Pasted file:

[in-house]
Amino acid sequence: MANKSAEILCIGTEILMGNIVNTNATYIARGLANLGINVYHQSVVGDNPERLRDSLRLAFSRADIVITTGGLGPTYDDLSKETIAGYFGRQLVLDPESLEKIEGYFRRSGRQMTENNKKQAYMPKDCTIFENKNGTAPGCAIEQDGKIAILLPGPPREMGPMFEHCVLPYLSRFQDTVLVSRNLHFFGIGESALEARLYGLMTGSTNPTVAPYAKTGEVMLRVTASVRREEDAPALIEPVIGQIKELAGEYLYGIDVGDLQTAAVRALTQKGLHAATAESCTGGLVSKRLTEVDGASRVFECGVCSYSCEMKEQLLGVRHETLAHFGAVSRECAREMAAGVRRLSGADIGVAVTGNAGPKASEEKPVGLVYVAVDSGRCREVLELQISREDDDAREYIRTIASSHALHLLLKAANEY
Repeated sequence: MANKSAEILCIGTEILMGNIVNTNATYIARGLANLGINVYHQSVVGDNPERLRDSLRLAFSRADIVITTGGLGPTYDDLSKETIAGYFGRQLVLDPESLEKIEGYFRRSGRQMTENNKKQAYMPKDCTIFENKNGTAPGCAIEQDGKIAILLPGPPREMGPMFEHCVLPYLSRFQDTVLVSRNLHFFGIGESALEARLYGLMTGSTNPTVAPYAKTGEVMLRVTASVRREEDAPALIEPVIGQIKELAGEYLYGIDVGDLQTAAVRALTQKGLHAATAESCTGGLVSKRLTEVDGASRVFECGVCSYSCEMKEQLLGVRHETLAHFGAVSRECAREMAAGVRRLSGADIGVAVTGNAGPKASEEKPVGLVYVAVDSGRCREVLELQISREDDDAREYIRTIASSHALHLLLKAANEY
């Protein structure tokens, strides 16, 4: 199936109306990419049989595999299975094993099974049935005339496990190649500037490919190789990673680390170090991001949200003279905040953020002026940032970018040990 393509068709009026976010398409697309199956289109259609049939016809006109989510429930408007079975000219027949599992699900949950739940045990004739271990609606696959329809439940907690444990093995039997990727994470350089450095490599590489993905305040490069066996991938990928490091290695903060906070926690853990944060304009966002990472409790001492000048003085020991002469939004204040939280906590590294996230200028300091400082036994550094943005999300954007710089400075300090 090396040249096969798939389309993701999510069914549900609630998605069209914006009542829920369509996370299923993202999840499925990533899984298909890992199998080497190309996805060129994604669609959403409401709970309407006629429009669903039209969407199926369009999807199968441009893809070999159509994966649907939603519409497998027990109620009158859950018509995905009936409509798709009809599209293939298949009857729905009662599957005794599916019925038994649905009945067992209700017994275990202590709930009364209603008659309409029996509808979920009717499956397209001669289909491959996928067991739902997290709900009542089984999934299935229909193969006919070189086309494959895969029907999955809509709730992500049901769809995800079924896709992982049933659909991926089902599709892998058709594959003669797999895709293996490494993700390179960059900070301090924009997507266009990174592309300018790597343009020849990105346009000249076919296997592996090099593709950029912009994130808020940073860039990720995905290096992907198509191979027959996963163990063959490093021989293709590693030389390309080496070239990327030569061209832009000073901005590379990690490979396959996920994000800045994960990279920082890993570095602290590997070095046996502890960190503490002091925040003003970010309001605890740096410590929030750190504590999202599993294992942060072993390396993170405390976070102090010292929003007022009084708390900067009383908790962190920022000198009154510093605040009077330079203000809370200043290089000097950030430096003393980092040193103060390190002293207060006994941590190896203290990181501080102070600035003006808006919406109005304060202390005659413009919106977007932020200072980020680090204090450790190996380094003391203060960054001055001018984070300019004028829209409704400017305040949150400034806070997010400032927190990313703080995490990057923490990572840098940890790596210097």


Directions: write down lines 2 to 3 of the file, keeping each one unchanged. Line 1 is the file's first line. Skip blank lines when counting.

Amino acid sequence: MANKSAEILCIGTEILMGNIVNTNATYIARGLANLGINVYHQSVVGDNPERLRDSLRLAFSRADIVITTGGLGPTYDDLSKETIAGYFGRQLVLDPESLEKIEGYFRRSGRQMTENNKKQAYMPKDCTIFENKNGTAPGCAIEQDGKIAILLPGPPREMGPMFEHCVLPYLSRFQDTVLVSRNLHFFGIGESALEARLYGLMTGSTNPTVAPYAKTGEVMLRVTASVRREEDAPALIEPVIGQIKELAGEYLYGIDVGDLQTAAVRALTQKGLHAATAESCTGGLVSKRLTEVDGASRVFECGVCSYSCEMKEQLLGVRHETLAHFGAVSRECAREMAAGVRRLSGADIGVAVTGNAGPKASEEKPVGLVYVAVDSGRCREVLELQISREDDDAREYIRTIASSHALHLLLKAANEY
Repeated sequence: MANKSAEILCIGTEILMGNIVNTNATYIARGLANLGINVYHQSVVGDNPERLRDSLRLAFSRADIVITTGGLGPTYDDLSKETIAGYFGRQLVLDPESLEKIEGYFRRSGRQMTENNKKQAYMPKDCTIFENKNGTAPGCAIEQDGKIAILLPGPPREMGPMFEHCVLPYLSRFQDTVLVSRNLHFFGIGESALEARLYGLMTGSTNPTVAPYAKTGEVMLRVTASVRREEDAPALIEPVIGQIKELAGEYLYGIDVGDLQTAAVRALTQKGLHAATAESCTGGLVSKRLTEVDGASRVFECGVCSYSCEMKEQLLGVRHETLAHFGAVSRECAREMAAGVRRLSGADIGVAVTGNAGPKASEEKPVGLVYVAVDSGRCREVLELQISREDDDAREYIRTIASSHALHLLLKAANEY